BANGOR & AROOSTOOK- The only prototype photo I could find of the red, white and blue “State of Maine Potatoes” scheme was on a single-sheathed wood boxcar from series 61000-61599, and most of the models in every scale correspond with this series.  I don’t know how many cars received the scheme, or how long it lasted; but the series had been renumbered by 1957.

BURLINGTON NORTHERN (WFBX) – Intermountain 67727 is numbered for one of three groups of steel underframe type RSB reefers owned by Western Fruit Express.  These were type RS reefers that were modified to facilitate mechanized unloading of commodities such as potatoes.  By 1975, the cars were being transferred to BN ownership by dropping the “X” from the reporting marks.  The January 1979 Equipment Register listed 4 WFBX cars and 154 WFB cars.  All were gone by the July 1981 issue.

MERCHANTS’ DEPATCH TRANSPORTATION (MDT) - Micro-Trains 47190 features the Earlybird logo, which was supposedly used only on a single series of plug door type RB reefers.  This scheme also appears in the Champ Decal catalog.

PURE CARBONIC (DICX) - A 1967 photo shows a steel DICX reefer with the same scheme as Bachmann 19855.  While some series of DICX reefers had wood sides only 17 remained in the April 1963 Equipment Register.  The chart below lists the quantities for all DICX reefers.  Dry ice cars were classified as type LRC by the AAR, and judging by the six-foot inside width, the walls were about two feet thick!


SANTA FE REFRIGERATOR DISPATCH (SFRD) - Santa Fe reefers had five foot doors as opposed to the standard four foot doors.  The curved map and straight map appeared concurrently in 1941, however, the curved map was soon dropped while the straight map was used until 1947.  Micro-Trains 47230 and some of the Con-Cor cars are anachronisms, as they feature the “Route of the…” slogans, which appeared in 1947 when the map was replaced by the “Ship & Travel” slogan.  Santa Fe began rebuilding their reefers with steel sides in the thirties, so none of their wood reefers would have had dreadnaught ends like the Con-Cor model.

ST. LOUIS REFRIGERATOR CAR COMPANY (SLSX) - These cars were type RB reefers, which were used to transport beer for Anheuser-Busch.  They did not have ice bunkers, so they may not have had roof hatches.


SWIFT REFRIGERATOR LINE (SRLX) - The large Swift refrigerator fleet consisted primarily of 36’ cars, and little information is available for their 40’ cars. Micro-Trains 47070 is numbered for the largest series of 40’ cars, while Intermountain 67707 is numbered for a small series of 40’ cars that had been converted to type RB reefers.  The remaining models, all decorated in the red scheme are numbered for 36’ car series, though it’s likely some 40’ cars were painted in this scheme.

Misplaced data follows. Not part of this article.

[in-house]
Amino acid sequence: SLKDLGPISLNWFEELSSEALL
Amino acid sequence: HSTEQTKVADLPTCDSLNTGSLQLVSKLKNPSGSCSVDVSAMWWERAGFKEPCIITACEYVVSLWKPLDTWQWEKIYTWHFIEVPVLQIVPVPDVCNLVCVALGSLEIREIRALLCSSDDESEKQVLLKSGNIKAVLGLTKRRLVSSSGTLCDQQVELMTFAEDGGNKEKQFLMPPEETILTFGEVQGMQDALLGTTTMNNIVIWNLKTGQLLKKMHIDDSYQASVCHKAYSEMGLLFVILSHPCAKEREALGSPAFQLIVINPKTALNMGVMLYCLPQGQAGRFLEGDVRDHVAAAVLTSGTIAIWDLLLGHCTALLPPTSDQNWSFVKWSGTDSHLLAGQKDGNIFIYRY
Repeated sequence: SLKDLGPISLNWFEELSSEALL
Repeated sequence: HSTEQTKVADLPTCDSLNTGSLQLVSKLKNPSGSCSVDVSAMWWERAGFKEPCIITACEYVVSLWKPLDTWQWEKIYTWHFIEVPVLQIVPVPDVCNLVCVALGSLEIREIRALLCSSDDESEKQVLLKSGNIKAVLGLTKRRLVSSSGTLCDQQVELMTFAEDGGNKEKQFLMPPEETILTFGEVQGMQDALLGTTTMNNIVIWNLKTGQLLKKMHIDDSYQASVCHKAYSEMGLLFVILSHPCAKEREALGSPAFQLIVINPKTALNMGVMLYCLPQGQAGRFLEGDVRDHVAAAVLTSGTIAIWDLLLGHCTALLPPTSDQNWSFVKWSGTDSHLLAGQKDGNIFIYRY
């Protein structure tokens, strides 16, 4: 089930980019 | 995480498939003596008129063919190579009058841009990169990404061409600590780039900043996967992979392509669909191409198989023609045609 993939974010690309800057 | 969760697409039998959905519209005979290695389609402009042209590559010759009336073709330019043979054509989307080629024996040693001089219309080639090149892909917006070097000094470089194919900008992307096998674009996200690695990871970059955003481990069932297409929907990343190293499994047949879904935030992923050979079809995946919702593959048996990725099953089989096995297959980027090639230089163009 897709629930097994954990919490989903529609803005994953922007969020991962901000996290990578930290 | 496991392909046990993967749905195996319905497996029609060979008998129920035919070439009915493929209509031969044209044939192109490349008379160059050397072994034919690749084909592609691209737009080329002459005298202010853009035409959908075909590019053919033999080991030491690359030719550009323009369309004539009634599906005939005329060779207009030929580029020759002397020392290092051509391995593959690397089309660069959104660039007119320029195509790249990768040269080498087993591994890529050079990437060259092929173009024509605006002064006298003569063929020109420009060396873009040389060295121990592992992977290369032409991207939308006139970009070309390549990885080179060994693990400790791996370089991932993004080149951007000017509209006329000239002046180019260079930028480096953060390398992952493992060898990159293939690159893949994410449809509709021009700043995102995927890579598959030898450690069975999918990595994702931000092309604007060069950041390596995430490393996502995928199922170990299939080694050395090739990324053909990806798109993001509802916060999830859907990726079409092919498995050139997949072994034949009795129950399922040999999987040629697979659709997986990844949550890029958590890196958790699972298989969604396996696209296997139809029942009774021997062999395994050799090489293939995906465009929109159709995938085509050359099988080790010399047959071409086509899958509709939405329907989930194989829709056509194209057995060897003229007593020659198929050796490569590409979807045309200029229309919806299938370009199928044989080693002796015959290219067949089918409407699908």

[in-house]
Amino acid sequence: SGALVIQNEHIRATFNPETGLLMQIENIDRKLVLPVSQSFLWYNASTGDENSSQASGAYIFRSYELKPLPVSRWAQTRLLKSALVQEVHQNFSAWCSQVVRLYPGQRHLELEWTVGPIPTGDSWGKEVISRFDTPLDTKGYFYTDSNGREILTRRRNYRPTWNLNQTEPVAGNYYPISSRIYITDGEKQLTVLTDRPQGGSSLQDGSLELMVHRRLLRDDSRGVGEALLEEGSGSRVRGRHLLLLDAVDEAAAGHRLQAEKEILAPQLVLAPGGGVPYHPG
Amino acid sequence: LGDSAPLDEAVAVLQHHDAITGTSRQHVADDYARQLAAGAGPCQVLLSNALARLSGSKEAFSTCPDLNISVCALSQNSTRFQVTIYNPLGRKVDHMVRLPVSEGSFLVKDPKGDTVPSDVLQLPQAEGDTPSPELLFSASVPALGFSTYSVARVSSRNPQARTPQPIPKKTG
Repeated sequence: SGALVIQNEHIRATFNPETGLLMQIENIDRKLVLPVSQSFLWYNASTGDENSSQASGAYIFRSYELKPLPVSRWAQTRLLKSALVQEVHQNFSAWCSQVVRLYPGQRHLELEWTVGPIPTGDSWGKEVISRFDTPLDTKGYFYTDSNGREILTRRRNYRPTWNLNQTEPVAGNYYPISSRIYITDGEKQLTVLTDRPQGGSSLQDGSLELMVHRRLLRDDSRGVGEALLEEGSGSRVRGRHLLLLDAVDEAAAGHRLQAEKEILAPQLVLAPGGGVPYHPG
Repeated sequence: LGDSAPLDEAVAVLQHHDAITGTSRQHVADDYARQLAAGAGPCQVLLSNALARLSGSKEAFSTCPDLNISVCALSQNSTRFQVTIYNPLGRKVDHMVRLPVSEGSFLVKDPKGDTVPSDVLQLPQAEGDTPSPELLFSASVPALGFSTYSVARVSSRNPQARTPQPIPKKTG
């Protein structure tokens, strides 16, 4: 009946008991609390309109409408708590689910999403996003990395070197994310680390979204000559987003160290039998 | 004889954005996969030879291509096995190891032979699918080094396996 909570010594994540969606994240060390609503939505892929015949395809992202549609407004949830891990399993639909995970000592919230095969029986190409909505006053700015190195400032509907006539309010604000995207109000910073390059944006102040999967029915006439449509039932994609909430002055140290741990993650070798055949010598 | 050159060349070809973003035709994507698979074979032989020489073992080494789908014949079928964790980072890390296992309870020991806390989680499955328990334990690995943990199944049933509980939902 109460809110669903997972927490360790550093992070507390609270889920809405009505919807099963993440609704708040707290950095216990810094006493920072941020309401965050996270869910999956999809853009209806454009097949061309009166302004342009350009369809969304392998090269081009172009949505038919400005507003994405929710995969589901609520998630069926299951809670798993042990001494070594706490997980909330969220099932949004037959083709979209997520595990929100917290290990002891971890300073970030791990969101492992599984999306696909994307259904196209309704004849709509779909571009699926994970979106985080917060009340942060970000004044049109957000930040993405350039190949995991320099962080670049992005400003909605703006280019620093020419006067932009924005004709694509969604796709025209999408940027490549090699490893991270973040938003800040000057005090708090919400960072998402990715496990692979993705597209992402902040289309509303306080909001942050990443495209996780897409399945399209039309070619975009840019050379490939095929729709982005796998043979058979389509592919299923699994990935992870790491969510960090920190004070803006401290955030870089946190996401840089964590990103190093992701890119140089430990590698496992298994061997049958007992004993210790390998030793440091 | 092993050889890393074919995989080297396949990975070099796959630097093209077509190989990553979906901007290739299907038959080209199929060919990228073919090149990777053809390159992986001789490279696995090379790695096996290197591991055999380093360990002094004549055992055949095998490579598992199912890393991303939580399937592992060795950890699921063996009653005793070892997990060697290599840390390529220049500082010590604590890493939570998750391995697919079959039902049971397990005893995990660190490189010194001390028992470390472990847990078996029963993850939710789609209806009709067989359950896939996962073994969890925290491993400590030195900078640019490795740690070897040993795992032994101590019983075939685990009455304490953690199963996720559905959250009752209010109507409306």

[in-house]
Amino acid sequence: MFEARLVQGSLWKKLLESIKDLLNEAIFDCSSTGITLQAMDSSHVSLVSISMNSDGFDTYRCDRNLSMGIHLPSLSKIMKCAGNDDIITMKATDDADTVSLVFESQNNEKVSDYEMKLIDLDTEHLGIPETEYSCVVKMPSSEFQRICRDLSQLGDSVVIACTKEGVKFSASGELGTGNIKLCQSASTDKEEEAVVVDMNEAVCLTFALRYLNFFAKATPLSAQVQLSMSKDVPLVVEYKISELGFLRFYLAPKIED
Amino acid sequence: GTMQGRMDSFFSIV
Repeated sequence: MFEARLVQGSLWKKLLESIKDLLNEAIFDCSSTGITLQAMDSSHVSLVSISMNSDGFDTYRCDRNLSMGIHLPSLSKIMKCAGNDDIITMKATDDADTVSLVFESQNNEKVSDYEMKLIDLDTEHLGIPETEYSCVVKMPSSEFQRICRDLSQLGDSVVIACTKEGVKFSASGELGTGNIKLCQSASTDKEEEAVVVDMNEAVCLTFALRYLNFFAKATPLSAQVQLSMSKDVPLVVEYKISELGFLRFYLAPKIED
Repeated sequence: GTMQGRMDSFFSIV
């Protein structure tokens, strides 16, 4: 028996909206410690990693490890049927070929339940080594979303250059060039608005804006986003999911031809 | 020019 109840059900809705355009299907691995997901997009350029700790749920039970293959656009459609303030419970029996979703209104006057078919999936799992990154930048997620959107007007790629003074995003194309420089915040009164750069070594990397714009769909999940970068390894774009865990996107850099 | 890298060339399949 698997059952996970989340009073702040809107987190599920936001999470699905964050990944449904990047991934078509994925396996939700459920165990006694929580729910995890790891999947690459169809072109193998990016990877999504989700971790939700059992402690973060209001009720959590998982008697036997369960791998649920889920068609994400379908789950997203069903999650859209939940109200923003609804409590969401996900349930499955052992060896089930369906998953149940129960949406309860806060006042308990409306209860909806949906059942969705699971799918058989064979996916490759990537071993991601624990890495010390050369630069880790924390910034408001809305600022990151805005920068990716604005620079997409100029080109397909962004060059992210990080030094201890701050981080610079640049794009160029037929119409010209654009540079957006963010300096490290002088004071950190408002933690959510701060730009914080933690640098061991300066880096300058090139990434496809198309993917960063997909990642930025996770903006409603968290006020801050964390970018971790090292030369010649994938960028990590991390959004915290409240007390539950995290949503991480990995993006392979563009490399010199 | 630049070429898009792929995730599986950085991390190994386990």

UNION REFRIGERATOR TRANSIT LINE (URTX) – As a lessee of refrigerator cars, this company’s large fleet of reefers (5,886 in 1947) would have carried a wide variety of paint schemes.   Though the chart includes the number series and date for each model, though I have no information on how many cars carried each particular scheme or how long it lasted.  The Oscar Mayer car (Con-Cor 1351E) is numbered for a series of 36' cars and the logo should have a white background.

WILSON CAR LINE (WCLX) - Intermountain 67711 is numbered for the Wilson car Lines largest series of 36’ reefers, however, they listed five 40’ cars in 1947.  Refer to the 36’ reefers chart above for the quantity of Wilson cars.

40' wood reefer chart.png


   Express reefers equipped for use on passenger trains were classified as type BR by the AAR.  They were required to have high speed trucks, as well as steam and signal lines.  Though the vast majority of express reefers were fifty foot cars, a few roads had shorter cars, and the chart below lists those models that can represent them.  The overall length of each series is included in the chart.  Bear in mind that the overall length is the distance between pulling faces, so the length of a forty foot car would be between 42 and 43 feet.

40' wood express reefers chart.png